• AI can mass-produce art. Something that takes an artist several days to create, AI does it in minutes. We can only imagine how it will transform this industry.
  • AI can be highly assistive. We are no experts with art, yet we were able to create some interesting pieces. AI will be able to help anyone create good art, powered by their imagination and real-life images.
  • With better and accurate models, there is a good possibility that AI will become powerful enough to create new character designs for video games, movies, etc. The possibilities surely go beyond that.

The Debate And Conclusion

The major technique of importing the various textures from one image to another, or its “style” is called style transfer. This technique is what actually creates the pieces. Art made by this process is now sold on many occasions and has a market of its own. The website noartist is completely dedicated to selling such art.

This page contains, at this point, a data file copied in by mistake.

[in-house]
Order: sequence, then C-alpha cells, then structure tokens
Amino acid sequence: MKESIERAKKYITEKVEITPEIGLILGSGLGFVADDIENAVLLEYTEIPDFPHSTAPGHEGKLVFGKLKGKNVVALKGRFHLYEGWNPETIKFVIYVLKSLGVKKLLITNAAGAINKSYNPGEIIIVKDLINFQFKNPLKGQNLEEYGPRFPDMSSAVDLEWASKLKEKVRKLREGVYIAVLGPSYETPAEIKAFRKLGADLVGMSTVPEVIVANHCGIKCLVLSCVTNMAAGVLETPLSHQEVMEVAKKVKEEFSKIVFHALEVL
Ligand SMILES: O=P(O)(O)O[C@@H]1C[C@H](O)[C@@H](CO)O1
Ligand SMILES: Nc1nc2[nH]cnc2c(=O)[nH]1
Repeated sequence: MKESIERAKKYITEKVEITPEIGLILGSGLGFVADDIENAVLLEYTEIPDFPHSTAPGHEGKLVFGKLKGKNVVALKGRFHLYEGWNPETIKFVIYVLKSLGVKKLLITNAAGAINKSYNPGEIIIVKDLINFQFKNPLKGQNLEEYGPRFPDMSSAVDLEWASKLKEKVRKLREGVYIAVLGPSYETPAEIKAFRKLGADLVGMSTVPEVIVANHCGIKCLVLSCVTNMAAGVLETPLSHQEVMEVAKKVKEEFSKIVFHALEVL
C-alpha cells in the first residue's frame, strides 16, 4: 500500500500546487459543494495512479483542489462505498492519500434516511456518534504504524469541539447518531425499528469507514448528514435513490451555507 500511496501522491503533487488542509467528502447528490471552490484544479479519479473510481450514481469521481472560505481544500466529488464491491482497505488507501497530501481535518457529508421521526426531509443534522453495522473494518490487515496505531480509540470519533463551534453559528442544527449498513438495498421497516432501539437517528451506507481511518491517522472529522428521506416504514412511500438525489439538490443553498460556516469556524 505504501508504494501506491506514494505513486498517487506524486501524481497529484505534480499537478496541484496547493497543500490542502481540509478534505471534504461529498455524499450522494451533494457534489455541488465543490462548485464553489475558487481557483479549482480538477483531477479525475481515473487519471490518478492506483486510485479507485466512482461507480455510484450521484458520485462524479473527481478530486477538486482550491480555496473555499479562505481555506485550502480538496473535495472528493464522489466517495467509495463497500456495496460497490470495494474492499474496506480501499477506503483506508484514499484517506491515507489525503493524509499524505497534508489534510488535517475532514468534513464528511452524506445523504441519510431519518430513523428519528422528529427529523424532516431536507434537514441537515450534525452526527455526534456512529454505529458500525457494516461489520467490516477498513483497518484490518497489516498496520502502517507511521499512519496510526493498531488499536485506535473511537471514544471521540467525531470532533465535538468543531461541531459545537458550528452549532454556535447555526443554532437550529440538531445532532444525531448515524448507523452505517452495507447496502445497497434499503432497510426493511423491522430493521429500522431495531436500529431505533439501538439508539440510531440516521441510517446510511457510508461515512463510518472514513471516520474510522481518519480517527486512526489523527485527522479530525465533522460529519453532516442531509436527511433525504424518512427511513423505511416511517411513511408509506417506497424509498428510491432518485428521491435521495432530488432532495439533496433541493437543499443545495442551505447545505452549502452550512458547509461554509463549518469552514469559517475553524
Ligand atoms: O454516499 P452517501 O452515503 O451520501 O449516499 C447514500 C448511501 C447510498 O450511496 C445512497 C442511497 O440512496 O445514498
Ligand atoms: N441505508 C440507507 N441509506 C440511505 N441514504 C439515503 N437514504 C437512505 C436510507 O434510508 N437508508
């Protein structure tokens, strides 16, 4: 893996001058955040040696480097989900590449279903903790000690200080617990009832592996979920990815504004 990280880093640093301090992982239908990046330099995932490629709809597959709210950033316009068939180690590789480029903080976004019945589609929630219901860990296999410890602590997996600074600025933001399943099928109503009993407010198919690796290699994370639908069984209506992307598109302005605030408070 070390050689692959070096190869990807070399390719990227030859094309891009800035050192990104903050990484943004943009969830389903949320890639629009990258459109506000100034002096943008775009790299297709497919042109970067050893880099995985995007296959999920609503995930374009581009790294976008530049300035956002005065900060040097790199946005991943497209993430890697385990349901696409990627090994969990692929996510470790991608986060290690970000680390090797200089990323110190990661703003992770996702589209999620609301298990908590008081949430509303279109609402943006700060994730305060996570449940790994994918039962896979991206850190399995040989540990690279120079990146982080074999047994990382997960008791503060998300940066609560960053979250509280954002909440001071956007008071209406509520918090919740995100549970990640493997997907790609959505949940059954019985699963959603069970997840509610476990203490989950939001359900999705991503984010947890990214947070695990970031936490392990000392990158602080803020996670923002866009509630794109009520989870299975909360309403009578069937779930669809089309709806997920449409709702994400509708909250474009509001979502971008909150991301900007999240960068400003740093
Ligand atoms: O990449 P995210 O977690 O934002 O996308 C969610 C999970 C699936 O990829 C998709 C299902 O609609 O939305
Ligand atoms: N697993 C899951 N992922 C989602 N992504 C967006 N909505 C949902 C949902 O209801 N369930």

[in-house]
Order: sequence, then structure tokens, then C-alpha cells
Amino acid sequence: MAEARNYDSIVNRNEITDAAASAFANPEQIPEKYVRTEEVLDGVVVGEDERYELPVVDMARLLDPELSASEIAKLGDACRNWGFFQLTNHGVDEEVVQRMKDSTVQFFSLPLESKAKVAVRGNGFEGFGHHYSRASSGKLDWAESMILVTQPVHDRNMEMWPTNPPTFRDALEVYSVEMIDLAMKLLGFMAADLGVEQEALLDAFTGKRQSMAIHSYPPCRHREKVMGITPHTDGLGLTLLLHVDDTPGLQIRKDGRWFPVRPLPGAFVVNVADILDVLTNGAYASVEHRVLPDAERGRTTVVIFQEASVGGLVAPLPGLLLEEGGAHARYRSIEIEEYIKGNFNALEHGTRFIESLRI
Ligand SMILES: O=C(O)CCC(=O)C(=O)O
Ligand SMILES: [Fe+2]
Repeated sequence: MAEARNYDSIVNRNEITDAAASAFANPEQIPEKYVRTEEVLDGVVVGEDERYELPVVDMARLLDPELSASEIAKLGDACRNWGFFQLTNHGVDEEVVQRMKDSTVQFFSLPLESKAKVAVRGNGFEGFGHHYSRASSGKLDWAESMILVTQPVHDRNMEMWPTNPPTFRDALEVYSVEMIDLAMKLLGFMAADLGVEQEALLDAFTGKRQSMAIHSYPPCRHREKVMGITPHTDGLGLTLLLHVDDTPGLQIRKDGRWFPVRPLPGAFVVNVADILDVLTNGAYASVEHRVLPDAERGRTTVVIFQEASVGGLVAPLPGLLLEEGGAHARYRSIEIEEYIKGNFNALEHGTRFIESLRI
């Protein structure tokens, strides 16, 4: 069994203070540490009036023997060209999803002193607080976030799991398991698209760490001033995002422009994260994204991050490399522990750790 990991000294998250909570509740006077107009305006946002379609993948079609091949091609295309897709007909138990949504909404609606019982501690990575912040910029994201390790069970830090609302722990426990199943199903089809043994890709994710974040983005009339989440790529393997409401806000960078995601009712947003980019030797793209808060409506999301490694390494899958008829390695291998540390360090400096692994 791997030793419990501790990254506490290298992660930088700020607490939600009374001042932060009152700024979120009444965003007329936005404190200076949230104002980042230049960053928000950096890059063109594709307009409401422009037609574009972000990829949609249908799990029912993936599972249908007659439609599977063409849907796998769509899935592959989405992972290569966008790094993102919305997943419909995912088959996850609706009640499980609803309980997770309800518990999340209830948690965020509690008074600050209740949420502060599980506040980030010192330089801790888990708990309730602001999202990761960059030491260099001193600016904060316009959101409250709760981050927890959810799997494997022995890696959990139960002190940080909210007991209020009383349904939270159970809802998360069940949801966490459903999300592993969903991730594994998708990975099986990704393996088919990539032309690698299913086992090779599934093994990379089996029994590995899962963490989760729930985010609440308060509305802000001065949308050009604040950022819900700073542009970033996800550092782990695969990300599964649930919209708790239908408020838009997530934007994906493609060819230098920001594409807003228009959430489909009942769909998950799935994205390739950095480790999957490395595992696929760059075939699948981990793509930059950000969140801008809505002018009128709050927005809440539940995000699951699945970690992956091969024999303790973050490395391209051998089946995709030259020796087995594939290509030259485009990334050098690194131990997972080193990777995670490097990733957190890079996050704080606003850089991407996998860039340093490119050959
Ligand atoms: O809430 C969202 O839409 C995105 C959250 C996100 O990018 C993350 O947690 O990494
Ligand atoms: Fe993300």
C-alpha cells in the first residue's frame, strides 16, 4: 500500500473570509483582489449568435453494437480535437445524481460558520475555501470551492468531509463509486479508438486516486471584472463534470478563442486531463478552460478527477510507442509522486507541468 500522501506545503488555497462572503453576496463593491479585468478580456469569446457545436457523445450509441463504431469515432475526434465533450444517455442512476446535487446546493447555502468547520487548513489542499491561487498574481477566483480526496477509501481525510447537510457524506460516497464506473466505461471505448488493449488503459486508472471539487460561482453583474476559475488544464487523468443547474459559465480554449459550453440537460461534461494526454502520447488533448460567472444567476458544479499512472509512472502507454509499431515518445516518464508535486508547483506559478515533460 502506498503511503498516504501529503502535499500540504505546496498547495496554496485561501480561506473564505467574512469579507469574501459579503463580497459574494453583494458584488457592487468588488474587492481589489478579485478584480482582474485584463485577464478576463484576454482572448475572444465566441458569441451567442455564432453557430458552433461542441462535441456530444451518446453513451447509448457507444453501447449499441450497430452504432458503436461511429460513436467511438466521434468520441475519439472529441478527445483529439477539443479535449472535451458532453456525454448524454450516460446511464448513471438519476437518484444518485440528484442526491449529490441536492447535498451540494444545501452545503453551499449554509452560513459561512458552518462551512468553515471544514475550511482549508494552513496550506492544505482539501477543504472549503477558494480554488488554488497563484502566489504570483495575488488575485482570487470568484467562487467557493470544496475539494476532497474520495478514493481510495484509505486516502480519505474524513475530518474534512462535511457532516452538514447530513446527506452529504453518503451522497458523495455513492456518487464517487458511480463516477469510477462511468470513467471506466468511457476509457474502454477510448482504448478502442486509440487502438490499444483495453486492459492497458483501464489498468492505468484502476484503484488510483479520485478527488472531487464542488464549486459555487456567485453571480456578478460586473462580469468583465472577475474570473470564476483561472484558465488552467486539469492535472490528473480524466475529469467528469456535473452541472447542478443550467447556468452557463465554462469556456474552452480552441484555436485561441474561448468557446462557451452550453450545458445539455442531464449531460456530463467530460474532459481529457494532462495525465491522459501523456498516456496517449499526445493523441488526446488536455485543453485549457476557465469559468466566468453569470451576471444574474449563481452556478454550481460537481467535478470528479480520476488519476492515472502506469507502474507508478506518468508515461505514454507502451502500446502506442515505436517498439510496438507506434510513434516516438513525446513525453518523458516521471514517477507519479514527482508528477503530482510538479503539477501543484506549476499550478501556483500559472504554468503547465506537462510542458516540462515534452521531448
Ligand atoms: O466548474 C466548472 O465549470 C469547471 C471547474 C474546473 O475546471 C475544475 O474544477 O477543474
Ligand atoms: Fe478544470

We are right now at the tipping point of an industry dominated by Human artists. Surely, AI will find its way, but if it will actually replace an artist is a question to ponder. Like with all other applications, AI is assistive in nature. We can expect it to evolve into a robust tool that will help artists work better and quicker. That might be the case for the foreseeable future.

But who knows? We may be just a breakthrough away before AI overtakes the art industry.

Editorial Note-

This article was conceptualized and co-written by Aditya Vivek Thota and Soumya Kundu of The Research Nest.

While we have not covered much of the technical aspects, we have hyperlinked relevant research papers, GitHub repositories, and resources for those who would like to dive deep into these topics.

Stay tuned for more diverse research trends and insights from across the world in science and technology, with a prime focus on artificial intelligence!